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Clark County School District has no money to up support staff pay

Updated July 24, 2018 - 5:49 am

The Clark County School District can’t afford a “moderate and reasonable” proposal to increase support staff wages, an independent arbitrator has ruled.

That means the 12,000 support staff employees in the school district will not earn any back pay or incentives from the previous school year. The arbitration, signed last week by William Riker, references recent decisions with the district’s other bargaining units — mainly the teachers union — in stating why the district is unable to pay the request from the Education Support Employees Association, commonly referred to as ESEA.

The union’s request for the 2017-18 school year would have cost the district about $15 million through a salary increase, higher contributions to health insurance and some modifications to the pay scale. Riker called the proposal modest and reasonable but maintained the district does not have the ability to fund it.

Union president Virginia Mills said the ESEA would explore its legal options and look for relief, because members will pay higher out-of-pocket costs for health insurance as a result of changes made to the plans offered by the school district.

“ESEA will advocate for our members and will fight for a contract” that rolls back “the recent health insurance program changes and gives every member a pay increase,” she said Monday in a statement.

District spokeswoman Kirsten Searer agreed with the arbitrator’s ruling.

“We look forward to partnering with our employee associations in the 2019 legislative session to work together to modernize Nevada’s funding formula so we can provide, at a minimum, cost of living increases to our employees, as well as a high-quality education to every student,” she said Monday in a statement.

Teamsters Local 14 representatives said the decision is another example of ineffective leadership. The Teamsters have been engaged in a 16-year effort to take over representation of the support staff union. The decision is now in the hands of the state Supreme Court, and it’s unclear when a ruling might be issued.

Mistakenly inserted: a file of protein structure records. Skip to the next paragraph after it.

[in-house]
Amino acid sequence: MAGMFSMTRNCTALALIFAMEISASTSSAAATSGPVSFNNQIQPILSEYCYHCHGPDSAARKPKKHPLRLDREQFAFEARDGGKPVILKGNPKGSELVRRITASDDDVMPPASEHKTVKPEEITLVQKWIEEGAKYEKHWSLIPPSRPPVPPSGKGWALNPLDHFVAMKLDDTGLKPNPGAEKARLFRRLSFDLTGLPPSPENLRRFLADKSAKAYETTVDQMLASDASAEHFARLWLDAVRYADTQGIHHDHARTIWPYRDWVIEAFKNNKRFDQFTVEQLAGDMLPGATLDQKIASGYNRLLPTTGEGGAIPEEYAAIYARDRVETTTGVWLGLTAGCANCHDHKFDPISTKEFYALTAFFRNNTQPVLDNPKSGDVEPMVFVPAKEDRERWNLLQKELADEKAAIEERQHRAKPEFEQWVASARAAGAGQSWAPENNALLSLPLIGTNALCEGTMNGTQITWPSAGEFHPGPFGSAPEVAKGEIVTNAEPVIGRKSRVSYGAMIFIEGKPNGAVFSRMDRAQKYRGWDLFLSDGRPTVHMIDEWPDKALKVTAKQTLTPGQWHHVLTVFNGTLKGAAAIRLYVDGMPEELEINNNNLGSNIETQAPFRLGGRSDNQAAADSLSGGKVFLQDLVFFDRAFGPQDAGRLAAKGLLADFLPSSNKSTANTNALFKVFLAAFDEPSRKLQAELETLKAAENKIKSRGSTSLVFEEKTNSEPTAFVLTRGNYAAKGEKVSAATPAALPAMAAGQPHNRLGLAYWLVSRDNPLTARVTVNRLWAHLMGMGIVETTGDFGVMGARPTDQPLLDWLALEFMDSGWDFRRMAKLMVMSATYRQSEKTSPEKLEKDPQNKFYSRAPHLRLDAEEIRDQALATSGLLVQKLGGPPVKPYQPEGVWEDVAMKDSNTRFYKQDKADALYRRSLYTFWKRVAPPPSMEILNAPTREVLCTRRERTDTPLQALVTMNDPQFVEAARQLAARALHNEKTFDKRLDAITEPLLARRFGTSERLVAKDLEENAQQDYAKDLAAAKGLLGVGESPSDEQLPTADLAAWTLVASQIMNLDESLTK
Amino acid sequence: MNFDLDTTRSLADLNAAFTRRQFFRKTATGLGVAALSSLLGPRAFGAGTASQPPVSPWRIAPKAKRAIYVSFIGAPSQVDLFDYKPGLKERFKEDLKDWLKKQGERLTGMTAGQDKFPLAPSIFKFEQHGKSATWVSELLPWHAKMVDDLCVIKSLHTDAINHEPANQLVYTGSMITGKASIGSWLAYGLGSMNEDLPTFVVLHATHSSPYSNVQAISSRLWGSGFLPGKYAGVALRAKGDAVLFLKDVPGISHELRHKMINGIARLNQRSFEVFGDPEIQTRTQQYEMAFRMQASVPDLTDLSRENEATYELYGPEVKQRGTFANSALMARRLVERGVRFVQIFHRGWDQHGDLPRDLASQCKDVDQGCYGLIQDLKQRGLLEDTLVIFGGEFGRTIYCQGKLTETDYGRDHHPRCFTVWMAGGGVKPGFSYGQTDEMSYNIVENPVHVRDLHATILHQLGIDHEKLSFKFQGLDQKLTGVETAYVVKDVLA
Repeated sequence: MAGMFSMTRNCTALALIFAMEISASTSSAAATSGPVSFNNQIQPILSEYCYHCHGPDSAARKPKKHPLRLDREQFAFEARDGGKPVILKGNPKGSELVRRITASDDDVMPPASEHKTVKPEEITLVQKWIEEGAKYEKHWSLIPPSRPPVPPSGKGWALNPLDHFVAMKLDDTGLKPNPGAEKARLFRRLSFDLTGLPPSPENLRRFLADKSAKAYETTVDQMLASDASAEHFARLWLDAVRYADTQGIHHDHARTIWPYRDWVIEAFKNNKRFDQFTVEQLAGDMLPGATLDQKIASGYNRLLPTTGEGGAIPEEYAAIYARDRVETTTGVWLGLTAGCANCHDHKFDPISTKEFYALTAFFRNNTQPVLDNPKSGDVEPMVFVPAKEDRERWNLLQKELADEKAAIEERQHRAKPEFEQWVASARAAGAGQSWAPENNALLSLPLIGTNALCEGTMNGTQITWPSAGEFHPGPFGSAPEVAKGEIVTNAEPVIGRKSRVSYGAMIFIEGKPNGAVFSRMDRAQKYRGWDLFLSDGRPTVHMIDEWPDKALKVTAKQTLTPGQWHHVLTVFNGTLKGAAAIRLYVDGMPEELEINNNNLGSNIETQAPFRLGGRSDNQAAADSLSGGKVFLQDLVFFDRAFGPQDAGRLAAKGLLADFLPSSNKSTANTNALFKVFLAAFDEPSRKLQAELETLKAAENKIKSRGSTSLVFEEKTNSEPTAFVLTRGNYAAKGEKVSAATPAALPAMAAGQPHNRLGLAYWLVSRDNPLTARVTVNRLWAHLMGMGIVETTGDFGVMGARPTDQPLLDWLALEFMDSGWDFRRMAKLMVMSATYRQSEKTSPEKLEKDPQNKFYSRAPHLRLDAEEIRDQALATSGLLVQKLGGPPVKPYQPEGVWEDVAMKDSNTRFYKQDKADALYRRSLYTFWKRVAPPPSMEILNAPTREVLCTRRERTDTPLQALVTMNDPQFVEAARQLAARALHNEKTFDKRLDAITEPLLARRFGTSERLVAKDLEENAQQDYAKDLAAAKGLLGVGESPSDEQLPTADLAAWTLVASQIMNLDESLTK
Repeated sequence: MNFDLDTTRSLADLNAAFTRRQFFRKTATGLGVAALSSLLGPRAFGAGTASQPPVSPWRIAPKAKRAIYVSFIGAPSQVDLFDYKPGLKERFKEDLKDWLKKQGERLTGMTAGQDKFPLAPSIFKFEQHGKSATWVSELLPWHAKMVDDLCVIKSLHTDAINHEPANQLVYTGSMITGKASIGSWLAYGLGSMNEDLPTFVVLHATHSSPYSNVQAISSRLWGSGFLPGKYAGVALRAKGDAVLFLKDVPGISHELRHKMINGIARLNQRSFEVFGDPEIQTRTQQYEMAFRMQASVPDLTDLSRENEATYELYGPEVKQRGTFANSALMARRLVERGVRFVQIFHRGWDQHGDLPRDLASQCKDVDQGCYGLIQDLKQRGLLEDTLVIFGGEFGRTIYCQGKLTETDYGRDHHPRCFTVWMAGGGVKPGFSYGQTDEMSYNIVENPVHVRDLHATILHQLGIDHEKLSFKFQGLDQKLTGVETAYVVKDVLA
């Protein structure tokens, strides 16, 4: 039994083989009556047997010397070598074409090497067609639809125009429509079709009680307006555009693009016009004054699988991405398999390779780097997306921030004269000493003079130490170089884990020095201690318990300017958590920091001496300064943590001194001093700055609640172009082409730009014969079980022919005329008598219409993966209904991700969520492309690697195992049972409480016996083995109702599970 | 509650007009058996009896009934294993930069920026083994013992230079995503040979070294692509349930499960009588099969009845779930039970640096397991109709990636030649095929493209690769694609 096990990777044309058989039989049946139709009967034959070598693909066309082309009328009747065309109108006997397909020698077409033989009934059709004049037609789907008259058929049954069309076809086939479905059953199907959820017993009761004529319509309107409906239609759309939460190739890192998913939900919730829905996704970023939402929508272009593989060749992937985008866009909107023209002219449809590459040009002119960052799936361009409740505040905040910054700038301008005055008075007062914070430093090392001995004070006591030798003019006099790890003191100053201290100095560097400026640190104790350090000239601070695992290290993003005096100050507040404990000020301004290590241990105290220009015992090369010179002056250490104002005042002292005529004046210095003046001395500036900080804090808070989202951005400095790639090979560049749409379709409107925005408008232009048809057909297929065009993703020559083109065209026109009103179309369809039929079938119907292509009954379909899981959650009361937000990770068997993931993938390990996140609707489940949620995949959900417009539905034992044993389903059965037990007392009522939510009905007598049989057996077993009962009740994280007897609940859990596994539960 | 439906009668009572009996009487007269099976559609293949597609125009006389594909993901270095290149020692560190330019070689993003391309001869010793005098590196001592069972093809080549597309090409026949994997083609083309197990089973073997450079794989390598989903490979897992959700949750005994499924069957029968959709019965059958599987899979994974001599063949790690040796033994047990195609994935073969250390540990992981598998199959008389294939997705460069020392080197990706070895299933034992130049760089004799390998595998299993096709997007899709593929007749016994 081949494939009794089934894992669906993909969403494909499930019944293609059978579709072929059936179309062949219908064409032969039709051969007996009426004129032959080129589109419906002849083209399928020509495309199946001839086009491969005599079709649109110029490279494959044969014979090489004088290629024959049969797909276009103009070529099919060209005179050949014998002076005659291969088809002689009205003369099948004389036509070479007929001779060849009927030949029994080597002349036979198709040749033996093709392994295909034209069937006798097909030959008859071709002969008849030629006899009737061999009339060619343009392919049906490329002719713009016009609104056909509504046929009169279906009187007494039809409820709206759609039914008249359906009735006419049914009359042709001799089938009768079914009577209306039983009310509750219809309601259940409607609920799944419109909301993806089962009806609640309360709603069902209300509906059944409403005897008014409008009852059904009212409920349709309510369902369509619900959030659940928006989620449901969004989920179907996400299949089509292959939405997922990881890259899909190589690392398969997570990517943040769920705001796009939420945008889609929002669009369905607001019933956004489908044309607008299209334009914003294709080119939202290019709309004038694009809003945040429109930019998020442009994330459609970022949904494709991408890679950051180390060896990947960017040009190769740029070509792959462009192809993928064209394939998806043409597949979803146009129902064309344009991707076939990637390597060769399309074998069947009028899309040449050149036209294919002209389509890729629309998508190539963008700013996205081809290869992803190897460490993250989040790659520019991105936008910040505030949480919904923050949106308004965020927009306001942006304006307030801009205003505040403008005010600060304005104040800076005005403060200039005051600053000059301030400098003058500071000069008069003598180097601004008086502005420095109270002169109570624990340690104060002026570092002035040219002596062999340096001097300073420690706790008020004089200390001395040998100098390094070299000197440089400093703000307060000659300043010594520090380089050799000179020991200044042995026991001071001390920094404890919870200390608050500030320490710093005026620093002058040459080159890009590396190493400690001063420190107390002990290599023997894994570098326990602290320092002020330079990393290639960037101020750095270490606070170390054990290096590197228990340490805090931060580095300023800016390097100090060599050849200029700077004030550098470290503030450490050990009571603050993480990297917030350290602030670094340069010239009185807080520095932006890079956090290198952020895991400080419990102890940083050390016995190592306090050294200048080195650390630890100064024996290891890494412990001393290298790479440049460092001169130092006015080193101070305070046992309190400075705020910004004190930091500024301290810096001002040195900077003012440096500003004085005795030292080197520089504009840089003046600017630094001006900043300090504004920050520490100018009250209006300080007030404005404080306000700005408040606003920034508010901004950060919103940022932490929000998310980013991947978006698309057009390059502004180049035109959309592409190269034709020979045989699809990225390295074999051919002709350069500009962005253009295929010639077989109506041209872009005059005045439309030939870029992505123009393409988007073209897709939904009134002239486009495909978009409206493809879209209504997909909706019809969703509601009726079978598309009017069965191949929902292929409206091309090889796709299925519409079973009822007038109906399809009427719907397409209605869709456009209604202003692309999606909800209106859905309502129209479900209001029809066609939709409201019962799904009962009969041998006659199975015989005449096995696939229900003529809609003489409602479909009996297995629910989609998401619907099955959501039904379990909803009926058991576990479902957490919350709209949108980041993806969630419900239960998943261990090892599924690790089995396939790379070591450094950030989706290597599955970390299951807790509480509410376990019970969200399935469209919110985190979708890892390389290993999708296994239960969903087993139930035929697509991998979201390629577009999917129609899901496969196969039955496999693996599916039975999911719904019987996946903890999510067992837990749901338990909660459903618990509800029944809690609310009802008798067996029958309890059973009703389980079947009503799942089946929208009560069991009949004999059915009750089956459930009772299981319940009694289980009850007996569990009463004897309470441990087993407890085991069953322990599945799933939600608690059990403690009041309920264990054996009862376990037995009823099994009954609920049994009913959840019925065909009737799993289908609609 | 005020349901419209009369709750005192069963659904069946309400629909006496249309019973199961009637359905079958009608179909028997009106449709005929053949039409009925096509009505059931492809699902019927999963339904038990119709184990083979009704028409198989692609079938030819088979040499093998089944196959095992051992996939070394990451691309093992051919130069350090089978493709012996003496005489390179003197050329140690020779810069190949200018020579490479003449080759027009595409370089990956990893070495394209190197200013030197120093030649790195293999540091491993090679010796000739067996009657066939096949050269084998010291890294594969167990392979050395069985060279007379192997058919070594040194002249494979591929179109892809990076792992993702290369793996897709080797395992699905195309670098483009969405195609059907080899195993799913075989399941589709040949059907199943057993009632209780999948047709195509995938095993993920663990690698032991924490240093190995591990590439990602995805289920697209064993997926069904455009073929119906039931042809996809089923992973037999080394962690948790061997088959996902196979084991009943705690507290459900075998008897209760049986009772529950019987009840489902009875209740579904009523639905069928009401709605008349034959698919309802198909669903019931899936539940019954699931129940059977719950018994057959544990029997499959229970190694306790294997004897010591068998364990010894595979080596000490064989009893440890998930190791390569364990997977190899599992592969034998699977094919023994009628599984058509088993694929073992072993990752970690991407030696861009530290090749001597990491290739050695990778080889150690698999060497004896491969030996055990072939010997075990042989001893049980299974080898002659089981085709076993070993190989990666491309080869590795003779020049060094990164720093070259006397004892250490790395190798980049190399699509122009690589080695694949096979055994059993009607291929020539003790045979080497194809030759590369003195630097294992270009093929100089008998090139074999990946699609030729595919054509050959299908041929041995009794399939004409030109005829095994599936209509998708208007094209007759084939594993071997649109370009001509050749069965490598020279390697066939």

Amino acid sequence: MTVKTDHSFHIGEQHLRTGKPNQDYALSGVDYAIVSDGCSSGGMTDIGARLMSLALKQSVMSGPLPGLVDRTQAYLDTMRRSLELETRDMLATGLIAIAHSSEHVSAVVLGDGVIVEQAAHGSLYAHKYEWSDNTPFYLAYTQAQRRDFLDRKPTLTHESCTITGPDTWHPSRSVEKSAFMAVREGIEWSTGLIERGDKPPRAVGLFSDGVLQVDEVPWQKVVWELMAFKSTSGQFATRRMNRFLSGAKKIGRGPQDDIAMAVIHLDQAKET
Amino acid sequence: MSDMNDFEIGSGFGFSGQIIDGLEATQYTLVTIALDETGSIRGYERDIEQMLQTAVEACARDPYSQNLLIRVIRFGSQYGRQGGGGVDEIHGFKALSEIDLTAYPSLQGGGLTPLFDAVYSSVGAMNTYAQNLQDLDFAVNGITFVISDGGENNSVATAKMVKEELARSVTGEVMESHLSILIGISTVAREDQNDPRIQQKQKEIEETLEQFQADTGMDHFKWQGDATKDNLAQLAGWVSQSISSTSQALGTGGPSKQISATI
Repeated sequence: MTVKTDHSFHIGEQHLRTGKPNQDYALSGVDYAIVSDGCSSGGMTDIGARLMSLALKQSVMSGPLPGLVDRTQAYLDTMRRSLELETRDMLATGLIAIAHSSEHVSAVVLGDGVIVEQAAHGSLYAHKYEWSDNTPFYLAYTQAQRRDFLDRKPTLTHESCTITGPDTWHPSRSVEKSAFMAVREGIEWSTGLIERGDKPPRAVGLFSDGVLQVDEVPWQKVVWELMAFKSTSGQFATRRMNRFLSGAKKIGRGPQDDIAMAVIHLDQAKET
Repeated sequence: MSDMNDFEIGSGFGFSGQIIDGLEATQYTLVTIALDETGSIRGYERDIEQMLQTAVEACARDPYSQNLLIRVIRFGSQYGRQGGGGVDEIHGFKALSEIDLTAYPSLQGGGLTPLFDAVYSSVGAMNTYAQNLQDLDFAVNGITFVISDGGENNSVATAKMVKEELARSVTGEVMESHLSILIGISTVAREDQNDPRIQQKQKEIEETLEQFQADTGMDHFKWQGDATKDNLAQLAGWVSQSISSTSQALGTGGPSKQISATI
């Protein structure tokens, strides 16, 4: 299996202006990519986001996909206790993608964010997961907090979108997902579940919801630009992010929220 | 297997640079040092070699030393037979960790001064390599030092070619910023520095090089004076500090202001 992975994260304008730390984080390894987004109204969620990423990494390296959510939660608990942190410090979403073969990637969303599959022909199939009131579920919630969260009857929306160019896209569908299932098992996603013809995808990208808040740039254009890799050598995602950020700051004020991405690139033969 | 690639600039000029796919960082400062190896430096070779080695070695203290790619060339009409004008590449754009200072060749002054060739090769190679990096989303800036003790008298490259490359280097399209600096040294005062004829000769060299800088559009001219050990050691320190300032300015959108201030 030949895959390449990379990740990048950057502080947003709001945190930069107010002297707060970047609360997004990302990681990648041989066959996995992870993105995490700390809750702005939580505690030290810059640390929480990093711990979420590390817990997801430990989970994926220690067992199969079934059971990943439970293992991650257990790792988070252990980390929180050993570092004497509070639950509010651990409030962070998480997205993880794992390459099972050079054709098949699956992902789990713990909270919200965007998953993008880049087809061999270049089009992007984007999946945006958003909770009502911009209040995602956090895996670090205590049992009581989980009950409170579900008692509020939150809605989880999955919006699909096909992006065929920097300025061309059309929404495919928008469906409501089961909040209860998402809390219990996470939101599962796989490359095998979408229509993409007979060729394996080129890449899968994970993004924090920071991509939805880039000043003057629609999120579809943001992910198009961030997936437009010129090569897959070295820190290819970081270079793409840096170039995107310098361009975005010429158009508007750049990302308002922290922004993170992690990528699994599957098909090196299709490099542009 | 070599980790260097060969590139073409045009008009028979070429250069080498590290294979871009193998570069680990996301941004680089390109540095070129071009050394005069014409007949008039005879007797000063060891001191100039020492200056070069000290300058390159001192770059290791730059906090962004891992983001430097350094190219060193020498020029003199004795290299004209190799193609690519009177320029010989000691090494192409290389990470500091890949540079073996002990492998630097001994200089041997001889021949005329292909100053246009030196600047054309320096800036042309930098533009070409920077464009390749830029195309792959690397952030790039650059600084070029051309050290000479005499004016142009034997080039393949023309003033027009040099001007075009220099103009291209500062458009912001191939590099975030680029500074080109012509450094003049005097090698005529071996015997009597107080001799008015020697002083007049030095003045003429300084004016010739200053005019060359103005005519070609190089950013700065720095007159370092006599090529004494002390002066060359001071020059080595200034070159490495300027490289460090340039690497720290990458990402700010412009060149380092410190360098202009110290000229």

“It’s just unfortunate this is taking place,” said Grant Davis, vice president of Teamsters Local 14. “In many of my conversations so far with support staff over this, the common theme I have received is ‘I don’t know if I can work there any longer.’ It just becomes too expensive.”

The district is also asking a judge to overturn a different arbitrator’s decision dealing with the teachers union. Although the district argued it was unable to fund that request, the arbitrator ruled it could.

A judge has yet to rule in that case.

A possible solution

As the “last man on the totem pole,” Riker said the support staff and the district are often in a no-win situation when it comes to negotiating.

When the other contracts are negotiated first, it leaves little money to fund the support staff. He offered a partial solution to that problem, referring back to when he represented an employer that negotiated with eight different unions.

“After much pain and suffering, we eventually reached agreement with our collective bargaining partners and agreed that eight unions jointly bargain over the economic factors (wages, benefits, etc.) and apply the same percentage of economic benefits that serve all units,” he wrote.

The non-economic factors continued to be negotiated separately.

A previous version of this article incorrectly reported the number of support staff employees in the Clark County School District.

Contact Meghin Delaney at 702-383-0281 or mdelaney@reviewjournal.com. Follow @MeghinDelaney on Twitter.

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